The importance of security assessments and penetration testing is well established. And just when an information security department thinks they have a handle on the security of their company’s operations, try introducing merger or acquisition. What can be—and often is—a monkey wrench thrown in a company’s information security works, mergers and acquisitions (M&As) can introduce a foreign entity into the network and information infrastructure, usually with aggressive timelines.
The chaos and confusion of these events make it difficult to keep track of systems and data, as well as the added task of integrating new web applications—both internal and external-facing—into the organization’s infrastructure.
Given the additional complexities of an M&A event, performing security assessments both before and after a merger is crucial to understanding the new overall security footprint.
The critical nature of regular security assessments during M&A was on public display when, in 2016, Marriott International acquired Starwood Hotels. Unbeknownst to Marriott, attackers had exploited a flaw in Starwood’s reservation system two years earlier.
Over the next couple of years, they:
In 2017, Verizon’s acquisition of Yahoo! highlighted two very significant data breach nightmares—undisclosed to Verizon by Yahoo!—that also put on public display the critical nature of penetration testing during M&A events.
In the first breach, an attacker stole the personal data of at least 500 million users, including some unencrypted passwords and answers to security questions. In the second breach, 1 billion accounts were compromised, and users’ personal information and login credentials were once again stolen.
Yahoo! tried to defend itself from liability by saying the passwords were hashed with MD5 (a message-digest algorithm) but by 2017, MD5 had already been deemed obsolete since it is easily cracked to reveal passwords with off-the-shelf computer technology at the time.
In the wake of the Verizon-Yahoo! M&A landmine, the Securities and Exchange Commission (SEC) was prompted to issue new guidelines for cybersecurity disclosures so neither shareholders, customers, nor acquiring companies are kept in the dark about a data breach.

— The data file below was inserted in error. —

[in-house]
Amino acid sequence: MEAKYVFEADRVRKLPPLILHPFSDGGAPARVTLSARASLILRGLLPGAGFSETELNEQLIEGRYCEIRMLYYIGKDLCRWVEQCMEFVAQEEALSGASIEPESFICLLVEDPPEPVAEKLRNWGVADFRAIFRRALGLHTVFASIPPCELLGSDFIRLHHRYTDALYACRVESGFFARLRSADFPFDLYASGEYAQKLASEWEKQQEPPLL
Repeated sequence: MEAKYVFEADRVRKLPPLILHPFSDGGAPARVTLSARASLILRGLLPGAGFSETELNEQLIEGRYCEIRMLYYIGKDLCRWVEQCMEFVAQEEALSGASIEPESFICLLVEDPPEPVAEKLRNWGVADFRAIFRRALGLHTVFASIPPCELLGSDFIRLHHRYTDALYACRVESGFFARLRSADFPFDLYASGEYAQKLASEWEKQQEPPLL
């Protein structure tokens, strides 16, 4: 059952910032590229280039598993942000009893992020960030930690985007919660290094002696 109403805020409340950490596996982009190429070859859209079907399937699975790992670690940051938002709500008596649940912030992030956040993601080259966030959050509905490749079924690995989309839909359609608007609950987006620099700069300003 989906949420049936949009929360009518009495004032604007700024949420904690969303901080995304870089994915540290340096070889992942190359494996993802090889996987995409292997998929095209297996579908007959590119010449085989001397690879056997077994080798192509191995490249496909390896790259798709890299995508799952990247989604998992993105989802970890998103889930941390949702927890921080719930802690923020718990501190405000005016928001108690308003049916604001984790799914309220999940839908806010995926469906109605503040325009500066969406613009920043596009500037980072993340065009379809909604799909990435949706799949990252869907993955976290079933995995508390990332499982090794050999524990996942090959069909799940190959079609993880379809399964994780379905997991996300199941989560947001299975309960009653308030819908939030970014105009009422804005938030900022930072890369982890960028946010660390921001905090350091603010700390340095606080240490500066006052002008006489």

The unfortunate part about these M&A disasters is that they were unforced errors that could have easily been prevented with security assessments and penetration testing. These two vital services would have revealed the critical vulnerabilities attackers were exploiting and created a high likelihood that a security consultant would have discovered evidence of the previous breaches and leakage of data before the M&A activity began.
A security assessment can evaluate either a security architecture or a security program. Or both.
Assessing a security architecture involves measuring an organization’s infrastructure and practices using well-established security best-practice standards, such as the CIS Critical Security Controls.
Security program assessments measure an organization’s security policy and risk using a well-established security framework, such as NIST Cybersecurity Framework. Both CIS and NIST are mainly interview-based, meaning the assessor interviews the organization’s information security team, and each of the controls in the framework is answered and discussed.
The result of these interviews is a findings report that the customer can use to understand how they compare to their peers in the same industry. In addition, the security architecture assessment has another component: a hands-on test of an assessor tool against the organization’s “gold” workstation and server deployment images.
The results of this assessor tool’s run are integrated into the final report. The report will identify areas where the company’s architecture is sound and where they have gaps with standing best practices.
Penetration testing can be time-boxed or continuous. Time-boxed penetration testing has a start and stop date, resulting in a report that signals the end of the activity. While time-boxed penetration testing offers significant value and could have easily prevented the aforementioned M&A disasters, they are no longer considered best practice given how quickly new vulnerabilities are exploited.
They are, in essence, a snapshot in time. Continuous penetration testing is, as the name implies, the process of continuous scanning and attempted exploitation of systems, resulting in periodic reports that can be compared to each other to show delta.
Today, continuous penetration testing is considered best practice. The periodicity of the continuous testing will quickly reveal vulnerabilities that are inadvertently introduced during the M&A process, whether through the phased integration of the acquired party’s systems and applications, or through attempted remediation of vulnerabilities identified in a previous penetration test run. These efforts can be implemented either in-house or through a managed service.
If your company is about to embark on a merger or acquisition, it is crucial to conduct security assessments and penetration tests on both your infrastructure as well as the M&A target’s infrastructure.
It is the only way both entities will know what they are getting into and the work needed to shore up network infrastructure before the M&A happens. CBTS is a trusted third party that has not only an industrial-strength information security practice, but also a dedicated penetration testing team that offers services ranging from security architecture and security program assessments to time-boxed penetration testing, and managed continuous penetration testing. If you have questions about how a security assessment can benefit you, contact us.